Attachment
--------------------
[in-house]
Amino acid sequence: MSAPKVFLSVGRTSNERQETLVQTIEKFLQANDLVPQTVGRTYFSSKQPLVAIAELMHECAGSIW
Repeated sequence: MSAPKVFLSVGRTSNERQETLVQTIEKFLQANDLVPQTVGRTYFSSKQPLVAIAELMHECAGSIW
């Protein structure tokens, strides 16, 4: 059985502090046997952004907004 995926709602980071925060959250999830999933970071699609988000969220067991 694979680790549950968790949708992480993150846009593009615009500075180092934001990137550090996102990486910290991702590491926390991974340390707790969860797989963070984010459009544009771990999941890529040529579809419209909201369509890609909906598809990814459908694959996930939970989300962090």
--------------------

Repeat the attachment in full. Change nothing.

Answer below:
[in-house]
Amino acid sequence: MSAPKVFLSVGRTSNERQETLVQTIEKFLQANDLVPQTVGRTYFSSKQPLVAIAELMHECAGSIW
Repeated sequence: MSAPKVFLSVGRTSNERQETLVQTIEKFLQANDLVPQTVGRTYFSSKQPLVAIAELMHECAGSIW
């Protein structure tokens, strides 16, 4: 059985502090046997952004907004 995926709602980071925060959250999830999933970071699609988000969220067991 694979680790549950968790949708992480993150846009593009615009500075180092934001990137550090996102990486910290991702590491926390991974340390707790969860797989963070984010459009544009771990999941890529040529579809419209909201369509890609909906598809990814459908694959996930939970989300962090």